Sensitive to the human gaze, the garments in the collection (No)where (Now)here move when a spectator is caught staring at them. According to Gao, the project is inspired by the essay Esthétique de la disparition (The aesthetic of disappearance), by Paul Virilio (1979) and explores the concepts of attention, observation and contemplation. The sea creature-like dresses are made from super fine organza, photoluminescent thread, PVDF and incorporate eye-tracking electronics to trigger movement.

One dress is covered in wisps of photo-luminescent thread while the other is draped in glow-in-the-dark fabric with netting-like ribbons loosely bunched over the top. According to Gao, “A photograph is said to be “spoiled” by blinking eyes – here, however, the concept of presence and of disappearance are questioned, as the experience of chiaroscuro (clarity/obscurity) is achieved through an unfixed gaze.”

 

Incertitudes by Ying Gao | Yellowtrace

Incertitudes by Ying Gao | Yellowtrace

Incertitudes by Ying Gao | Yellowtrace

Incertitudes by Ying Gao | Yellowtrace

Incertitudes by Ying Gao | Yellowtrace
‘Incertitudes’ collection.

 

Incertitudes project was built around the idea of uncertainty. The dresses explore our modern fear of missing out and our belief that we are never in the right place at the right time.

Gao contents that “a hypermodern individual is a being of the here-and-now, pressured by a logic of urgency, and worried about the future.” The kinetic garments made with PVDF plastic, dressmaker pins, and electronic devices move in reaction to the sound of a spectator’s voice. The pins that cover the dress undulate like a skin of fur; contracting and expanding in conversation with the spectator.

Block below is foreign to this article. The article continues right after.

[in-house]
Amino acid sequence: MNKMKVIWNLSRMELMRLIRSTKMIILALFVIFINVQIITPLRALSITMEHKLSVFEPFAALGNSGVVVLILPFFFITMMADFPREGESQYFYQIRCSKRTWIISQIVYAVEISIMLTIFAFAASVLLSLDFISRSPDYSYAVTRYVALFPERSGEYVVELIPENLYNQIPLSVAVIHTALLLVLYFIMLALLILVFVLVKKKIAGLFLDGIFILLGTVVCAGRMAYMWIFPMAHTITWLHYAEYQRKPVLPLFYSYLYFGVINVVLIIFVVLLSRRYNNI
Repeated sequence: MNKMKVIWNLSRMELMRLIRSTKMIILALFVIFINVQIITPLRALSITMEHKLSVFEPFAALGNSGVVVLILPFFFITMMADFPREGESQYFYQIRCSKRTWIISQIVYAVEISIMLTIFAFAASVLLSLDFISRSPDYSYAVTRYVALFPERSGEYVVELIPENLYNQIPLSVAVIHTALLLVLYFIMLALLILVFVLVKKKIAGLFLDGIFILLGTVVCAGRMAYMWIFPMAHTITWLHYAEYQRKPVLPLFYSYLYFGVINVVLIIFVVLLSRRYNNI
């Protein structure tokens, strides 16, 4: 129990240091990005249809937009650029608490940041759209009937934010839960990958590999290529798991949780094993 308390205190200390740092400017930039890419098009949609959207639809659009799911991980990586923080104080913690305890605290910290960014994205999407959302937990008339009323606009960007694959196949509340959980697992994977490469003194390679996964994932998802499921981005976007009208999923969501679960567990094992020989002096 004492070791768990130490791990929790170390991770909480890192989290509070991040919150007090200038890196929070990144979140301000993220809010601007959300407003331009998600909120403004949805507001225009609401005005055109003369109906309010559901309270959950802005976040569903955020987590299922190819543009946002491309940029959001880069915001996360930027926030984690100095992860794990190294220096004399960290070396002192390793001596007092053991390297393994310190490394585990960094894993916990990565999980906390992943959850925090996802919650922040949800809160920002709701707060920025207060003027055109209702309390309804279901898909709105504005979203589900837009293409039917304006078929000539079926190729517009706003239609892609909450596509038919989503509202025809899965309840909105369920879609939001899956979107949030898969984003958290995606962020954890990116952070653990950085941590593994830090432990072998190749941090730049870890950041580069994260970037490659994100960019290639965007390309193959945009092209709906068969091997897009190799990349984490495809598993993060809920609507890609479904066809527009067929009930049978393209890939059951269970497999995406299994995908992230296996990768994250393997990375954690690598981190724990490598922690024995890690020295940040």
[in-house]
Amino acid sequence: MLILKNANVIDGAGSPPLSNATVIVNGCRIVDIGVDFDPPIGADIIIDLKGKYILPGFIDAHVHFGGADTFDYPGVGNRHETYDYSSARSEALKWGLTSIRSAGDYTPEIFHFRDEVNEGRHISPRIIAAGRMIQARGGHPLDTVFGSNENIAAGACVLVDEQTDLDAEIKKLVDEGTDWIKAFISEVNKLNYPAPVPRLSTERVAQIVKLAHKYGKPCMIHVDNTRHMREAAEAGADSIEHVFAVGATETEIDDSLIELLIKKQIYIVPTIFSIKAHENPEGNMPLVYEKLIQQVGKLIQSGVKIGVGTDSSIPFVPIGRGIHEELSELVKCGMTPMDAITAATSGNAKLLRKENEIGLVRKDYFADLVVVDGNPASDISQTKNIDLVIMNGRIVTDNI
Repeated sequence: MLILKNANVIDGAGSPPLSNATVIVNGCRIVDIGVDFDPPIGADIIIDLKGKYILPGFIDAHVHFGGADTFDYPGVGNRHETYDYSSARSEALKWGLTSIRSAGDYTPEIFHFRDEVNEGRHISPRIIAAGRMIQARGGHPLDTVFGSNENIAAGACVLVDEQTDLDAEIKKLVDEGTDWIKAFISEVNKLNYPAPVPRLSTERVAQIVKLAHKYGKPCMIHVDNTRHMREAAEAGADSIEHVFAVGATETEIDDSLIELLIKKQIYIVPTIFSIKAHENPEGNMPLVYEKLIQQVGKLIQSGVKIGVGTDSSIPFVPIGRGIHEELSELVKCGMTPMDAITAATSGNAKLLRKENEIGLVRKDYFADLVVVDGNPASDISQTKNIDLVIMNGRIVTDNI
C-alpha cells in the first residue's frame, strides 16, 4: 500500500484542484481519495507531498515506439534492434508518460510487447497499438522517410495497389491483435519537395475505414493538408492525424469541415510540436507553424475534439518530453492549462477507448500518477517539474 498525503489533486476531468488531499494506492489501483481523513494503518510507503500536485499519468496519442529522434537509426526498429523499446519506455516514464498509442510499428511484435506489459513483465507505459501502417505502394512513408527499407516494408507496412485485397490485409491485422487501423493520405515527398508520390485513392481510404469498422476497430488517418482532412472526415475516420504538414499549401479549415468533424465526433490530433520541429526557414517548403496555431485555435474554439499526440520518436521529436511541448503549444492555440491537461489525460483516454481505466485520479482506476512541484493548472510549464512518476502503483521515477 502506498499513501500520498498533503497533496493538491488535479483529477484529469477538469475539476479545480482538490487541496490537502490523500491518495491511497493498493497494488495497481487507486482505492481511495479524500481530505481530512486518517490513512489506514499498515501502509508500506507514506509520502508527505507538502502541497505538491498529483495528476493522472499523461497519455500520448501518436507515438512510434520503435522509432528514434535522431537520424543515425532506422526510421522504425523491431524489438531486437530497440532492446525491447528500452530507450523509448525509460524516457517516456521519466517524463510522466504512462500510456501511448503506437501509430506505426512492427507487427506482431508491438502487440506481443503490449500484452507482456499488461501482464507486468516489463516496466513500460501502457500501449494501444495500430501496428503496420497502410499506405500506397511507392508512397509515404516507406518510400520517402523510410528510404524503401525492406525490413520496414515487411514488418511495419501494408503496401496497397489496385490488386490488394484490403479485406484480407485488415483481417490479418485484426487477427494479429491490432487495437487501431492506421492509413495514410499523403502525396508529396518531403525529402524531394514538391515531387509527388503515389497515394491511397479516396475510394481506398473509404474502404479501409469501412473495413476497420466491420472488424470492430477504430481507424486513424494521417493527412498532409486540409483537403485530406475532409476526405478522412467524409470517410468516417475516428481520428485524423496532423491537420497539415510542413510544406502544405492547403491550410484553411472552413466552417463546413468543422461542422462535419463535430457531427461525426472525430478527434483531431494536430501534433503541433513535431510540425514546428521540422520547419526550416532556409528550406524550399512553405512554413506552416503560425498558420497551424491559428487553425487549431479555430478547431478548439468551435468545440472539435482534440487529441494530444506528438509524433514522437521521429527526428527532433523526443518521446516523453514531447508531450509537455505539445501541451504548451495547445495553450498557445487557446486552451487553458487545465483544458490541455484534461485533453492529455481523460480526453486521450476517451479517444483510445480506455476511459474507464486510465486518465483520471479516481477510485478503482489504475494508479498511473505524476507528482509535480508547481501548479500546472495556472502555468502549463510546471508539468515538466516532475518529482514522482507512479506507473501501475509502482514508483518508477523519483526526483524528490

Neutralite Can't and Won't by Ying Gao | Yellowtrace

Neutralite Can't and Won't by Ying Gao | Yellowtrace

Neutralite Can't and Won't by Ying Gao | Yellowtrace

Neutralite Can't and Won't by Ying Gao | Yellowtrace

Neutralite Can't and Won't by Ying Gao | Yellowtrace

Neutralite Can't and Won't by Ying Gao | Yellowtrace
“Can’t” and “Won’t” collection.

 

Gao’s Neutralité dresses named “Can’t” and “Won’t”, react to facial expressions using facial recognition technology. Counterintuitively, the dresses only move when the onlooker’s facial expression is neutral and stop as soon as they begin to emote.

The dresses are made of super fine organza, cotton mesh and PVDV and “display an aesthetic and motion reminiscent of microbial life.” According to Gao, the collection pushes the “notion of a false neutrality a bit further by asking the on-looker, who is usually highly solicited, reactive and emotional, to maintain a stoic attitude and posture.” With an untamed design and hypnotic movements to match, the dresses demand a level of modesty and humility that is “clearly out of synch with today’s over-the-top expressiveness.”

 

Related: Noa Raviv’s 3D Printed Couture Creations.

 

Neutralite Can't and Won't by Ying Gao | Yellowtrace
“Can’t” and “Won’t” collection.

 


[Images courtesy of Ying Gao.]

 

About The Author

Fenina Acance
Contributor

Architecting away in Melbourne, Fenina is a shameless fashion, art and design fanatic who loves defying the relentless Melbournian uniform of black on black on black. Often spotted strutting a boisterous mix of pattern and colour, her eclectic love for the bold, raw and textured fuels her passion for design and contemporary art. When not indulging in Cy Twombly’s sensitive scribbles or Serra’s evocative sculptural forms, her love for everything Italian consumes the rest of her time. Whether it’s the language, design or food (especially food), Fenina is obsessed!